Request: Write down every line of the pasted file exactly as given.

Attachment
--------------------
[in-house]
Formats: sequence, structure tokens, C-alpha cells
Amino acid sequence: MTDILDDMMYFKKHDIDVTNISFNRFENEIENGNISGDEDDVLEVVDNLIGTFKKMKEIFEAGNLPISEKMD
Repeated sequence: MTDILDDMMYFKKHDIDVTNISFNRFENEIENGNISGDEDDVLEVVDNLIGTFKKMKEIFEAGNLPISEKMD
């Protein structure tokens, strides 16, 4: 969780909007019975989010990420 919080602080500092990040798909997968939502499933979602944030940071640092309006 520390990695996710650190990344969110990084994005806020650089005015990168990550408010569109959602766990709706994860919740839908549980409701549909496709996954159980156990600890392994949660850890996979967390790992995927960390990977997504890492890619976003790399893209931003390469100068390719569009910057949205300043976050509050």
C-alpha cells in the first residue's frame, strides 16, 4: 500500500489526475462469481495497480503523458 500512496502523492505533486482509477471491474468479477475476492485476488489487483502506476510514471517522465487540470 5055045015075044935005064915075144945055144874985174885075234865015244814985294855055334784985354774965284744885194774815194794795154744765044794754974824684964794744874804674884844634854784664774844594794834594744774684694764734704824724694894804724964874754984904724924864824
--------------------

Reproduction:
[in-house]
Formats: sequence, structure tokens, C-alpha cells
Amino acid sequence: MTDILDDMMYFKKHDIDVTNISFNRFENEIENGNISGDEDDVLEVVDNLIGTFKKMKEIFEAGNLPISEKMD
Repeated sequence: MTDILDDMMYFKKHDIDVTNISFNRFENEIENGNISGDEDDVLEVVDNLIGTFKKMKEIFEAGNLPISEKMD
């Protein structure tokens, strides 16, 4: 969780909007019975989010990420 919080602080500092990040798909997968939502499933979602944030940071640092309006 520390990695996710650190990344969110990084994005806020650089005015990168990550408010569109959602766990709706994860919740839908549980409701549909496709996954159980156990600890392994949660850890996979967390790992995927960390990977997504890492890619976003790399893209931003390469100068390719569009910057949205300043976050509050």
C-alpha cells in the first residue's frame, strides 16, 4: 500500500489526475462469481495497480503523458 500512496502523492505533486482509477471491474468479477475476492485476488489487483502506476510514471517522465487540470 5055045015075044935005064915075144945055144874985174885075234865015244814985294855055334784985354774965284744885194774815194794795154744765044794754974824684964794744874804674884844634854784664774844594794834594744774684694764734704824724694894804724964874754984904724924864824